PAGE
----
I came across two sentences like below when I read news.

"I will not be giving Donald Trump a chance"

"I won't be giving a little reset button like Hillary"

Both sentences were related to Donald Trump and the latter sentence came out from Donald Trump himself.

Because I'm beginner of English, I don't understand why 'will not be giving' is used in here. It seems to me that 'I will not give' is enough and Ok.

Is there any particular reason to use 'I will not be giving' and is there any subtle difference?

I would be appreciated if someone explain it.

  • President-elect Trump is casually elliptical and allusive in his speech. The "reset button" is the figurative name used during the Obama administration for diplomatic attempts to get the relationship between Russia and the US back on track. Mr Trump is deprecating the Obama administration's efforts in that regard. The verb giving is casual and somewhat sloppy for "My efforts (in that regard) will be much more substantial". He is referring to the effort he will give.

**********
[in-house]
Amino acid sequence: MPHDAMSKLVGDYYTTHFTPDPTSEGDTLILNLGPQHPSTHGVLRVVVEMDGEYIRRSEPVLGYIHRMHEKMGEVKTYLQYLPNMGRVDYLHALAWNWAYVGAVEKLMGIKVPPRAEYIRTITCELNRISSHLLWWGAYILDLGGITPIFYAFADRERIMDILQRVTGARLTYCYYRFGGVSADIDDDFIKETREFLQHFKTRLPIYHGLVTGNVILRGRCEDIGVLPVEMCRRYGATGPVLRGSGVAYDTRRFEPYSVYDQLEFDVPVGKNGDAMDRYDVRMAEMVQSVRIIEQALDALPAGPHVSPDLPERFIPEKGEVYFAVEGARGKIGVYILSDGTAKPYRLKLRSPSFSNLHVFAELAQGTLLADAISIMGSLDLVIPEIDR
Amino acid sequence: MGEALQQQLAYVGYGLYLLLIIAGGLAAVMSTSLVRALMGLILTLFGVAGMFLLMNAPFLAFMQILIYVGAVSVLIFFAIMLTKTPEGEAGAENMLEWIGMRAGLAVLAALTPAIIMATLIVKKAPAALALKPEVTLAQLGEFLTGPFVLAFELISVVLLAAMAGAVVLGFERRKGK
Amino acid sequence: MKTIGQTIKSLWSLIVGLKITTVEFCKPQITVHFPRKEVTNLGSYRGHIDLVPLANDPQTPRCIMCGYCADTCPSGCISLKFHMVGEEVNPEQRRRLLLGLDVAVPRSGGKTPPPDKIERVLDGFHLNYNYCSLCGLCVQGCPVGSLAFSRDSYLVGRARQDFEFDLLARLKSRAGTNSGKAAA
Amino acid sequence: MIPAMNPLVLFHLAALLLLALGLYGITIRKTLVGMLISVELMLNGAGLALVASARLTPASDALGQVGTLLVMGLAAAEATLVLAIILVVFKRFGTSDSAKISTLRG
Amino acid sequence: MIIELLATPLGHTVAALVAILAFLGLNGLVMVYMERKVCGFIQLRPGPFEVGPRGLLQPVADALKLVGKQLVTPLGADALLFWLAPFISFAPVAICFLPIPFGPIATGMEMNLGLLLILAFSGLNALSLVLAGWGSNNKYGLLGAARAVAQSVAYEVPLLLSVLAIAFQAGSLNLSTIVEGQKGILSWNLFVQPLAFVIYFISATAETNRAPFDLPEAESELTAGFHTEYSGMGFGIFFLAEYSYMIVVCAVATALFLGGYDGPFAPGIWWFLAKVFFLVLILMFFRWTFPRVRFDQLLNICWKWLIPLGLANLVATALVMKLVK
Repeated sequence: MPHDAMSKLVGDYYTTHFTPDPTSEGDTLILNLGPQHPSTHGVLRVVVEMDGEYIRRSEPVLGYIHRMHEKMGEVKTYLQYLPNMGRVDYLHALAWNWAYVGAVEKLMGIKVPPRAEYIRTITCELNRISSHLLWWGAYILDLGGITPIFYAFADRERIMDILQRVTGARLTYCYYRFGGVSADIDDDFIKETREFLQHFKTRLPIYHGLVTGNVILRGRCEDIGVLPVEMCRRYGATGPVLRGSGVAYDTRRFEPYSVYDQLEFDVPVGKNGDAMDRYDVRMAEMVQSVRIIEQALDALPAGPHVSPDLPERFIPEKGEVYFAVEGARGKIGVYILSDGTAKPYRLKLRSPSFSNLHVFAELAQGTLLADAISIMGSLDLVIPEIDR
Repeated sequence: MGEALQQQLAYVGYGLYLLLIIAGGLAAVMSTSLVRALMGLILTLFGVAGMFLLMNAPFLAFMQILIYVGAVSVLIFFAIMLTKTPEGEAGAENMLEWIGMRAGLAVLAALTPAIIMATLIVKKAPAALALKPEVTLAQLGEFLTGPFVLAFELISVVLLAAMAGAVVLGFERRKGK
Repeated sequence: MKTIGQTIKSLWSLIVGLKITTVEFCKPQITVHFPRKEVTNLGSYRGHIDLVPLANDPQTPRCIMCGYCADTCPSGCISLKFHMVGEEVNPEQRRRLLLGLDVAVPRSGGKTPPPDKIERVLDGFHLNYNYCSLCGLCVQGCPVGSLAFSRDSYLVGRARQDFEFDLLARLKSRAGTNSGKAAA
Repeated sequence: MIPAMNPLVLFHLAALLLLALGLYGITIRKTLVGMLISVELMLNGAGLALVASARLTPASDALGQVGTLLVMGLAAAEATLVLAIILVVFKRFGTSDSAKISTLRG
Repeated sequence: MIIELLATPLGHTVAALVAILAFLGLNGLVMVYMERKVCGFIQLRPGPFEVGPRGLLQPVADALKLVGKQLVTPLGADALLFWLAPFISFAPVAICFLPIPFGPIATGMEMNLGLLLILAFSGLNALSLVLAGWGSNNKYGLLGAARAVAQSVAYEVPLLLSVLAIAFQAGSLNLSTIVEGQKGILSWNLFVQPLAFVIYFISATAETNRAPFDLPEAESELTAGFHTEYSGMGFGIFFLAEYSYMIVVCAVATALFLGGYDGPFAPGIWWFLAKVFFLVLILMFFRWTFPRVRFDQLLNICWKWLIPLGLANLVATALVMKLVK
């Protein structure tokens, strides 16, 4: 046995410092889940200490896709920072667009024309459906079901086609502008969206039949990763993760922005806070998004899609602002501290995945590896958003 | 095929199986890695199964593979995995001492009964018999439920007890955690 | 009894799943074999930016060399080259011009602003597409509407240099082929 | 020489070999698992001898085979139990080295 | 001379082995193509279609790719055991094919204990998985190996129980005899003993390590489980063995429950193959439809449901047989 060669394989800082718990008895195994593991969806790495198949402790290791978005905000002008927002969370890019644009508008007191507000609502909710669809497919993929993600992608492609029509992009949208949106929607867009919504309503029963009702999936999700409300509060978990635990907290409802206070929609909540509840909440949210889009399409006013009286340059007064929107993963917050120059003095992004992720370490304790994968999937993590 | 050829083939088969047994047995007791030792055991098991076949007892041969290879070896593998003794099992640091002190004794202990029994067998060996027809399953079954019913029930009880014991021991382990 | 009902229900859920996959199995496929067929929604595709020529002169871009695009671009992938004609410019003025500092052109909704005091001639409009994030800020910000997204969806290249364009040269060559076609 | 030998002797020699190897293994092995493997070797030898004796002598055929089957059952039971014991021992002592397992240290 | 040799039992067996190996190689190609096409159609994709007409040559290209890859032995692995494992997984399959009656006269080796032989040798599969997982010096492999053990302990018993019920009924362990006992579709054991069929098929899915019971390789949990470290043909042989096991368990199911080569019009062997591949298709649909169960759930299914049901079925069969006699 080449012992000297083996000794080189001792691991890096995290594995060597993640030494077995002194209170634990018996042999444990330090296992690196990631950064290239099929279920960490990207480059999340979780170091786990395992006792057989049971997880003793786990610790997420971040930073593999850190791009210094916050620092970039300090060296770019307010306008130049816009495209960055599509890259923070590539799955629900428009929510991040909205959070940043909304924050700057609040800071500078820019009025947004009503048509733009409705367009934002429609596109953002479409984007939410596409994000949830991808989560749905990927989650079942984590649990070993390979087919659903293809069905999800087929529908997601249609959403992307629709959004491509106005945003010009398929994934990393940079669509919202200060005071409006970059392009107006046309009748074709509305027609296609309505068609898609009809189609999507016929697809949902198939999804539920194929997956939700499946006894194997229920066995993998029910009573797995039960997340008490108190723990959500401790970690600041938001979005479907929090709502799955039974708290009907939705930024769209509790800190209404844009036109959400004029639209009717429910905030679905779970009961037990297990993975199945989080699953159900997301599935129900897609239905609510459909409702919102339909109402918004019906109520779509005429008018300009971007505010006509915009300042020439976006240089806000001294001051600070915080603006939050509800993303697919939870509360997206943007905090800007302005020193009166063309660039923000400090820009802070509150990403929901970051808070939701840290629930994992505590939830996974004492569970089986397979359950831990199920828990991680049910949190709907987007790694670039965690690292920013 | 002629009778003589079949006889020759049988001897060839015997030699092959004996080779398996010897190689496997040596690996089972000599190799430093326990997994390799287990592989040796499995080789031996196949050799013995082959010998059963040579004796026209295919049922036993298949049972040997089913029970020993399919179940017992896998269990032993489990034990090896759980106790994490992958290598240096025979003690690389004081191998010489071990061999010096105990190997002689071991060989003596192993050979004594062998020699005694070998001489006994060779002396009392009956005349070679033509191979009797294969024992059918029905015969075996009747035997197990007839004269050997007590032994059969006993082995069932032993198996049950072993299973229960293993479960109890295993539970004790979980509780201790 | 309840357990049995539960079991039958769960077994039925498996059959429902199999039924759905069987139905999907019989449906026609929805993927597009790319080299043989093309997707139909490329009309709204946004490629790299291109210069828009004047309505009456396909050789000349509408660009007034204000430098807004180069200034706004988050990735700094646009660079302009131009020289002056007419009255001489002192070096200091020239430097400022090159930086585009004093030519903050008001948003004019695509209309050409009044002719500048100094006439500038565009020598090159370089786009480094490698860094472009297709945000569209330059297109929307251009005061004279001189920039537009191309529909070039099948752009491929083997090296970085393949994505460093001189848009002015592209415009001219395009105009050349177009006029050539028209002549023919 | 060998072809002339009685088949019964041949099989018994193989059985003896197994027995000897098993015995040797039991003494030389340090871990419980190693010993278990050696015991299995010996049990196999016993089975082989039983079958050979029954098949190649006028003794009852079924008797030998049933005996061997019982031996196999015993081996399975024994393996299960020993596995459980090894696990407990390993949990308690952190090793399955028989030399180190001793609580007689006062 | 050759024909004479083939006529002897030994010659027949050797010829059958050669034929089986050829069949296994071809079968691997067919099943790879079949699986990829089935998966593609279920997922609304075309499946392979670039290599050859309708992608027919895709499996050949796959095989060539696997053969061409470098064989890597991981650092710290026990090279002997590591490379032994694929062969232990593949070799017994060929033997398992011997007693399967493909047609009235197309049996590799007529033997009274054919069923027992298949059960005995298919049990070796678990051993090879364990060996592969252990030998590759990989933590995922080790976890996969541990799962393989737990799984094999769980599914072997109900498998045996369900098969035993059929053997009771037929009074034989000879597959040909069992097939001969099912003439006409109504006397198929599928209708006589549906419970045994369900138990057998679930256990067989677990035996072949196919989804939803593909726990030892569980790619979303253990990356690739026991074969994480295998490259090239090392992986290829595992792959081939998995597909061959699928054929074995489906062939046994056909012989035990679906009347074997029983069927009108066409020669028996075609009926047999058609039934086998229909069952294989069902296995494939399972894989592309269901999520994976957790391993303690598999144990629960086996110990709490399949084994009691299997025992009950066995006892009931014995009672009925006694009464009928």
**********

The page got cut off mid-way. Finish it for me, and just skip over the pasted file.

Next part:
– TimR
    Commented Jan 12, 2017 at 13:28

1 Answer 1


It's not a particularly significant choice, but using the continuous form adds a stronger nuance of "immediacy". That's to say the temporal frame suggested by such statements tends to include the present as well as the future. If we contrast them...

1a: I will not be giving Donald Trump a chance.
1b: I will not give Donald Trump a chance.

2a: I won't be giving a little reset button like Hillary
2b: I won't give a little reset button like Hillary

...then in #1a it's more a matter of the speaker telling us what her position is in relation to Trump, whereas in #1b she's talking about what she will or won't do in the future.

Even more specifically, in #2a Trump is bringing up something Clinton is doing right now, as opposed to #2b ...like Hillary [did, in the past].

You must log in to answer this question.